SC Rewind: Derby Win For Try Scotch

Published: October 30, 2021 11:15 am EDT

This week's edition of Rewind takes a trip back in time some 42 years ago to 1979. Robert Smith recalls one of those many great days (actually in this case nights) from the beloved old Greenwood track in Toronto. His story remembers that year's Canadian Pacing Derby, always one of the real highlights of every summer racing season.

On the evening of Saturday, August 11, 1979 a few race fans originally headed for Greenwood Raceway may have changed their plans after battling traffic. However a lot of people stuck to their guns for the evening and created the second largest crowd ever recorded at the "Downtown Track" as it was often called. Traffic was often at a standstill along Lakeshore Boulevard leading up to first post time as a whopping 17,826 fans made their way in to see Abercrombie in particular. Just a week earlier this horse had recorded the fastest race mile in the history of harness racing when he toured the Meadowlands track in 1:53 for driver Glen Garnsey. Apparently they thought another record breaking performance could be in the offing.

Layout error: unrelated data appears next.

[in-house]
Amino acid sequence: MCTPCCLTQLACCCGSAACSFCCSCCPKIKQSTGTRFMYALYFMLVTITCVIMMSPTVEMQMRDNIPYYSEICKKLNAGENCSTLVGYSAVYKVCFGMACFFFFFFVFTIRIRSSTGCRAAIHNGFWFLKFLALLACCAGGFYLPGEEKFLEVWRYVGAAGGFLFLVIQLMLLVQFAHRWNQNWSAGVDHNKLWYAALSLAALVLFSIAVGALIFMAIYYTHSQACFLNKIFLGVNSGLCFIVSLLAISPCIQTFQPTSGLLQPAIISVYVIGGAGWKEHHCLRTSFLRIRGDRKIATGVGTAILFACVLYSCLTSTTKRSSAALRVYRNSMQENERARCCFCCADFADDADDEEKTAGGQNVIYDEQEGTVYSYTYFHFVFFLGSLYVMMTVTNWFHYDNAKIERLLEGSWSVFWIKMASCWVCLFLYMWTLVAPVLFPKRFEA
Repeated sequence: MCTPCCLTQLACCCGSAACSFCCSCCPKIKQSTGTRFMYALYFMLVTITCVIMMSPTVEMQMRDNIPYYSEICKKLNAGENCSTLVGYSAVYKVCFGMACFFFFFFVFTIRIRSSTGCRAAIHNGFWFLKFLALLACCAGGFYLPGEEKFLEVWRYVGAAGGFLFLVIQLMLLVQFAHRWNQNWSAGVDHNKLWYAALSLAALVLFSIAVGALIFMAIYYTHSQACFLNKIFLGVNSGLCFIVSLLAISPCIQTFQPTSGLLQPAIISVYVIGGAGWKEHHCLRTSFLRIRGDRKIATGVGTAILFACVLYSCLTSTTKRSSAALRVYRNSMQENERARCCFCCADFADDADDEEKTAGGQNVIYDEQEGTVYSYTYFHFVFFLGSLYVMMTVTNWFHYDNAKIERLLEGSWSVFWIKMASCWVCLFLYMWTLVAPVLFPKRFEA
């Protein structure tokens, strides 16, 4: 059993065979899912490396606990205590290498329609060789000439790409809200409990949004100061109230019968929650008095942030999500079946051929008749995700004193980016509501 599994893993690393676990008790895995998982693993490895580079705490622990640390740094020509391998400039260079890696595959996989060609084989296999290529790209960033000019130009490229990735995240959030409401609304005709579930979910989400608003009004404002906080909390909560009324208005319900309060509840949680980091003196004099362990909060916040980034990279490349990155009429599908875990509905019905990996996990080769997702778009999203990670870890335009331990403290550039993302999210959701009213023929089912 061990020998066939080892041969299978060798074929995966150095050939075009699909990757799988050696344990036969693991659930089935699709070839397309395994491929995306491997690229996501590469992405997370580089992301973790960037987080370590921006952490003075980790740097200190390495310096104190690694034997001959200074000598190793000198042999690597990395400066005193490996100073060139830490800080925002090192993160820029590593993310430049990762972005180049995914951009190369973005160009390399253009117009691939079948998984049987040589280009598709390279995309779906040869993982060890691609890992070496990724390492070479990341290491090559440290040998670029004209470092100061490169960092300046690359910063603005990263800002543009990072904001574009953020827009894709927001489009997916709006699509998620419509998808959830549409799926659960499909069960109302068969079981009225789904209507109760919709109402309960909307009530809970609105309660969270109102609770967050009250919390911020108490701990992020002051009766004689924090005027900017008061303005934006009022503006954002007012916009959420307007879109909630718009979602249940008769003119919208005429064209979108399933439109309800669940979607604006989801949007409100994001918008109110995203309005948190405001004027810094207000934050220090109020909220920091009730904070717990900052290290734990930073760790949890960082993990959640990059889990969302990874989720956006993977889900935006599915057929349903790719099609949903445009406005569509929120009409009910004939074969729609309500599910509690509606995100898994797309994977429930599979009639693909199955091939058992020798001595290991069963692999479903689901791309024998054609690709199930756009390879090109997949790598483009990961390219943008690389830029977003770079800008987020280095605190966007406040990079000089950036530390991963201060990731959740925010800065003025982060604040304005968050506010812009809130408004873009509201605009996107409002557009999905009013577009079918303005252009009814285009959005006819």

A field of eight of the swiftest pacers on the planet were entered in the $100,000 Canadian Pacing Derby that even included one three-year-old, Maple Lanes Strike. A number of other top rated performers were entered as well in the event that was for three-year-olds and older. Perhaps overlooked in the field despite having a tremendous season thus far was a five-year-old named Try Scotch. A son of My Scotch Bret by Bret Hanover, he was at his season's best at this time. Despite all of the accolades involving the others in the field the capacity crowd had come to see Abercrombie.


Try Scotch and driver Shelly Goudreau reach the Greenwood wire a winner with just one other horse in the winning photo. Finishing second was Le Baron Rouge and driver Robert Samson (Photo courtesy of the Standardbred front cover)

Shelly Goudreau, driver of Try Scotch, had a pretty clear view of the big race that everyone was talking about from the previous week when Abercrombie set the new all-time record at The Meadowlands. He had set the entire pace and finished a bang-up second after all. Apparently his strategy for this race had not changed and despite starting from sixth position he was intent on using the same plan of attack.